This home isn’t necessarily modern, but it has all the modern conveniences one could ask for: solar panels, small wind, radiant floor heating, air filtration system, and a trombe wall, etc. Kent and Kathy Lawrence’s custom country home, which was completed in 2005, ended up costing roughly $300 psf. The wind turbine alone came in at a cool $37,100 (producing 13,000 kwh/year), and that’s without tax subsidies. And unlike many custom homes that tend to explore new boundaries of profusion, this home is only 2,200 sf. Not bad. But the Lawrence’s weren’t just concerned with smart design and energy efficiency. Currently, they’re removing invasive plant species and planting native flowers, just trying to be gentle stewards of the land they inhabit. I think this is a rather picturesque setting for a home … much the American Dream.
Developer Tribeca Associates has chosen Brennan Beer Gorman Architects (BBG Architects) to design the overhaul of an historic 1910 warehouse building. At a price of $220 million, the existing structure will be redeveloped into 292,000 sf of office space, with 12 stories of new hotel space rising from the office pedestal. There will be a small portion of retail space and the hotel will be one of the few Silver LEED Certified buildings in the U.S. Located at 330 Hudson Street (324-344 Hudson) in the downtown Hudson Square area of Manhattan, the new structure will combine sustainable design and historic preservation in a powerful 22-story package. The iconic masonry exterior of the existing structure will undergo meticulous restoration, and the finished structure will include amenities such as event space, rooftop pool, sky bar, signature restaurant, outdoor terraces, conference center, and a fitness center. Via Wired NY.
Here’s a little shout out for a brand spanking new website called ChooseRenewables.com. I like the website because it empowers individuals with facts necessary to live in a more sustainable way. Included below are images of my experiment with CR, but this is all specific to MY HOME ADDRESS. Every location is different, so feel free to plug in your address and see what it provides.
In the heart of Seattle, the design professionals at Mithun see a farm rising vertically into the sky. Although it may never be built, the Center for Urban Agriculture (CUA) won “Best of Show” in the Cascadia Region Green Building Council’s Living Building Challenge. Vertically constructed on a .72 acre site, the off-grid building is designed to be completely energy and water sufficient and will include 318 affordable apartments (studio – 2 bedroom). And on top of that, there will be greenhouses, rooftop gardens, a chicken farm, and fields for growing vegetables and grains.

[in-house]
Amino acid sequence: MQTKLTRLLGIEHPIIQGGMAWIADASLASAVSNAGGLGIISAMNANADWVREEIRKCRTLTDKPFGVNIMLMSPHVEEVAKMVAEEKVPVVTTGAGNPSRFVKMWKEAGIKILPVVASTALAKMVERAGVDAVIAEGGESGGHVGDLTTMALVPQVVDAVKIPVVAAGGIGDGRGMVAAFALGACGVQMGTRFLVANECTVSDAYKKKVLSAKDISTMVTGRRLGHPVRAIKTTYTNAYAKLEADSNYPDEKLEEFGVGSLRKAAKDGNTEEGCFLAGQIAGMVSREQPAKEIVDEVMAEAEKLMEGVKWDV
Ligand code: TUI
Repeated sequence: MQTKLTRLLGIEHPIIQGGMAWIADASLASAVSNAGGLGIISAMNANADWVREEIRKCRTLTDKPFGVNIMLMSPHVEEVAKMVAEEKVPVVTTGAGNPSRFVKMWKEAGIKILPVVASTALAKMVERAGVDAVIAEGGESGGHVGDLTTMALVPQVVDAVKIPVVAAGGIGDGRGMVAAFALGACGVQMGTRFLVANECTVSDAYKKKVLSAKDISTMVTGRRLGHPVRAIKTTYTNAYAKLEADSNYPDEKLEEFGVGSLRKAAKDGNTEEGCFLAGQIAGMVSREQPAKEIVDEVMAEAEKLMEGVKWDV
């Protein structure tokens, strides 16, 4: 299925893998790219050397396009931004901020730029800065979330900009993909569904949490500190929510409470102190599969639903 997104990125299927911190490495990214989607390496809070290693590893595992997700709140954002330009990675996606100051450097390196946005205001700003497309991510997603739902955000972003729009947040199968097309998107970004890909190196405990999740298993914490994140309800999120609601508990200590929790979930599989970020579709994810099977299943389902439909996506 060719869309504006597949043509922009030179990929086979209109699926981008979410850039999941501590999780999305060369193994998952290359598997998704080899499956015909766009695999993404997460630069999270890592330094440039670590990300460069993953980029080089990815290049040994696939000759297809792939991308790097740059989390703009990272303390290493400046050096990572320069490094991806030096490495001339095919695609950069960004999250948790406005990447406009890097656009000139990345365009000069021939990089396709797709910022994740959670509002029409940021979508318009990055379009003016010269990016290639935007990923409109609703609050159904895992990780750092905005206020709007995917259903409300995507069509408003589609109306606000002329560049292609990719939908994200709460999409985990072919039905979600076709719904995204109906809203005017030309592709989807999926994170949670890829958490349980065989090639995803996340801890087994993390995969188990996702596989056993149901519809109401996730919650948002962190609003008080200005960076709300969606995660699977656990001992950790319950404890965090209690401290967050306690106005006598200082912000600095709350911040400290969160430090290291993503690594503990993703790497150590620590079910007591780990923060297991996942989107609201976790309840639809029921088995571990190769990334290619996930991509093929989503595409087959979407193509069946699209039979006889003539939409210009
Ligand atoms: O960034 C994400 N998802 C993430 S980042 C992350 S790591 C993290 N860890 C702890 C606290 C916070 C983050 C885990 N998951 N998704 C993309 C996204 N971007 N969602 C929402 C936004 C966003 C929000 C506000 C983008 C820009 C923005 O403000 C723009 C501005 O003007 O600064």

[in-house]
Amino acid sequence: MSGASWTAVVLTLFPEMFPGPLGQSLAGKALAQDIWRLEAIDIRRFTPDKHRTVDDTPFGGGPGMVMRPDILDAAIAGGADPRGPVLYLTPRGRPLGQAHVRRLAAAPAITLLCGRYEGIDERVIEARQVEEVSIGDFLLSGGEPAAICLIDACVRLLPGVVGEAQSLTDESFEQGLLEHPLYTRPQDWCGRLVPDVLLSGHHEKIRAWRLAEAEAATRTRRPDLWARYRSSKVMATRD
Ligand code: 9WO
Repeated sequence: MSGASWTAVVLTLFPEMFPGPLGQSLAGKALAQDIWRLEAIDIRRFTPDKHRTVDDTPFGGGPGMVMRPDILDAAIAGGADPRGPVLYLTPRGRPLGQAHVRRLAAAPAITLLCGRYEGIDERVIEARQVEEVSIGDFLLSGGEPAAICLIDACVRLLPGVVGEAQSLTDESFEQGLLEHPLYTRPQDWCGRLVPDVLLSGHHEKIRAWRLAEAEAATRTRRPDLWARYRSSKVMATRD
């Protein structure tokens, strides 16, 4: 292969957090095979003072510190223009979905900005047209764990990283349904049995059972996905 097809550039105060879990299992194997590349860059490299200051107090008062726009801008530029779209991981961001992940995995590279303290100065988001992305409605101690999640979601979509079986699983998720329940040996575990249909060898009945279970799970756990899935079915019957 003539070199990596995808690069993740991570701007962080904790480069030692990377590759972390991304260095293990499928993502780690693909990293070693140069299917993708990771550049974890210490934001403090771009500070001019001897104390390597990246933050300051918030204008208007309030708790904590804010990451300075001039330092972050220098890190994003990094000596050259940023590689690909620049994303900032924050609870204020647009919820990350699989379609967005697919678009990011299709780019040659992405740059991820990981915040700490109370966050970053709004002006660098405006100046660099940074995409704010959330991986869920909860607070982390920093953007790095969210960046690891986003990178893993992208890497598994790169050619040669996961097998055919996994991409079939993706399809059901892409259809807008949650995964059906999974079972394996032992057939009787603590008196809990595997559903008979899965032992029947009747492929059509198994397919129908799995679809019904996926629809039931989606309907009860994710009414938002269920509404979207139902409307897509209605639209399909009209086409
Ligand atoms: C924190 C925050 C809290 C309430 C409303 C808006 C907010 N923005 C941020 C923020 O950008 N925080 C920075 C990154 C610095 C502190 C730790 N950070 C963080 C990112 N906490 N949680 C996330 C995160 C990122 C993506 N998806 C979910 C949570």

- The Grid Impacts of Net Metering
- Big Steps in Building: Ban Minimum Floor Areas
- Kendall House in Miami is a model of efficiency and low environmental impact.
- Who’s the greenest bank of all? Sustainable building is all the rage – and big banks want in on the action.
- I never promised you a rose garden. You say natural. I say neglected. A growing number of urban gardeners are facing off with their neighbors over how they tend their plots: wild and eco-friendly or manicured and weed-free.
When I was growing up, if there was an errant light or something on, my dad would take my brothers and sisters into the room and say something like, "kids, this light isn’t going to turn itself off and it isn’t free to keep on either." Needless to say, I learned to turn things off at a young age. To make this process easier, two pieces of technology aim to eliminate the need to micro-manage electronics in your home.
There’s the GreenSwitch and the House-Off Switch. The premise of each is that there’s a singular switch that turns off all non-essential electronic items that have been set up to the switch. The designer of the House-Off Switch (pictured top left) is Jack Godfrey Wood, who is based in London (and I’m not sure whether his concept is being marketed at this point). The GreenSwitch (pictured top right) is the real deal and is supported by our favorite green expert, Ed Begley Jr.
Here’s how the GreenSwitch works. The central switch controls all the slave components that have been set up and home installation takes about an hour. There are 4 simple pieces you may use: (1) master switch, (2) thermostat control, (3) slave wall switches, and (4) outlets. You decide what you have a tendency to leave on or which areas are vampires and install the proper piece at that position. The relay between the master and slave is wireless, microchip-controlled radio frequency (RF) based communication, so there’s no getting in the attic with wires, etc. And as a side note, according to the Department of Energy, 10-15% of the what you pay for on your energy bill is from stand-by or phantom power, so to the extent that you can trim that down, you’re saving money. Basic Kit MSRPs for $1125.00.